Washington Post: Cities Felt Recession’s Challenges Well After Recovery Began
The economy began exiting the worst global downturn in generations in the summer of 2009, but for America’s largest cities, the fiscal pain was only beginning — and many cities still haven’t recovered to pre-recession levels.
Lagging tax revenues and slumping property values brought on by the housing bubble forced cities to dip into reserve funds, raise taxes elsewhere, float hundreds of millions of dollars in new debt, and beg states and the federal government to cover their costs.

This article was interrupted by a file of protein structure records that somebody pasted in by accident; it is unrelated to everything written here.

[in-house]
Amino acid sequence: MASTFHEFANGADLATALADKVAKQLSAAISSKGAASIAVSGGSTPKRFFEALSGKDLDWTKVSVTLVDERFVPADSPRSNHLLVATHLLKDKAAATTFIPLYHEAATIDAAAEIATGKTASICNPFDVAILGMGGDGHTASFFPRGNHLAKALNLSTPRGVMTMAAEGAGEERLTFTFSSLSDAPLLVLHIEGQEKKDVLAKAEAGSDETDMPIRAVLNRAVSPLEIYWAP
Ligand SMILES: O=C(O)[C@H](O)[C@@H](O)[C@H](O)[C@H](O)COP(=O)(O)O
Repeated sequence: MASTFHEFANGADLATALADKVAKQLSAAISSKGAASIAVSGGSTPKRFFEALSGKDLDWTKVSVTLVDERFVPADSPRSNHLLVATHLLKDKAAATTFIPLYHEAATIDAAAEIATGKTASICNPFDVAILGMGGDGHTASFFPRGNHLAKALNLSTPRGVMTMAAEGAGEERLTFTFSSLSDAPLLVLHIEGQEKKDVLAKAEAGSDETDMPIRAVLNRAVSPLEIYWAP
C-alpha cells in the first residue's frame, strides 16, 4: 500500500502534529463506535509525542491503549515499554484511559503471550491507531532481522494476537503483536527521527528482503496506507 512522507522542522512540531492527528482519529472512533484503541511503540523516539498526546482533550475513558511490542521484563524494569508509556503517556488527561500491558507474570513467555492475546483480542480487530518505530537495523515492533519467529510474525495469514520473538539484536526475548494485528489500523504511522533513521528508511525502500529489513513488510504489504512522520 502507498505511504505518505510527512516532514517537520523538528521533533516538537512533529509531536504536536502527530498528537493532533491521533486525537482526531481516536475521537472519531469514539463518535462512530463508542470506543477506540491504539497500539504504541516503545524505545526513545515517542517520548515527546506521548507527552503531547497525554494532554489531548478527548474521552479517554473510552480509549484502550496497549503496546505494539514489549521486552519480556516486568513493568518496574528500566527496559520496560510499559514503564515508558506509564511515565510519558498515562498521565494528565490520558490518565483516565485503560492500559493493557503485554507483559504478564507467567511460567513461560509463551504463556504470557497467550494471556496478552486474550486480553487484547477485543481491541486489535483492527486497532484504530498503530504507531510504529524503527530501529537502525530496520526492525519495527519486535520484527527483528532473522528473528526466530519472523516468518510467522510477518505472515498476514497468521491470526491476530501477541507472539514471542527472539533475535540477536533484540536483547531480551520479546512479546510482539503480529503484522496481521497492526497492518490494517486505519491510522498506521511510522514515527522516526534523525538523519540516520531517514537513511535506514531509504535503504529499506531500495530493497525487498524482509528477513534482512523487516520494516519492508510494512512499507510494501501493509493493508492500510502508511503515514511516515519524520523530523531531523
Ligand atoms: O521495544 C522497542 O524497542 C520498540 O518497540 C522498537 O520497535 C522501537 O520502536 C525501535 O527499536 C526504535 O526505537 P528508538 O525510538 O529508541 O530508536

A new report from The Pew Charitable Trusts shows 17 of the nation’s 30 largest cities now carry millions of dollars in debt than they did before the recession. By 2011, 16 cities had not returned to 2007 revenue levels.
“What became apparent [during the recession] was how little discretion cities actually have. They don’t control the business cycle, they don’t have any near or midterm say over the composition of their industrial base,” said Kil Huh, an author of the study and research director at The Pew Charitable Trusts.
Read the full article at washingtonpost.com.
- American Cities Project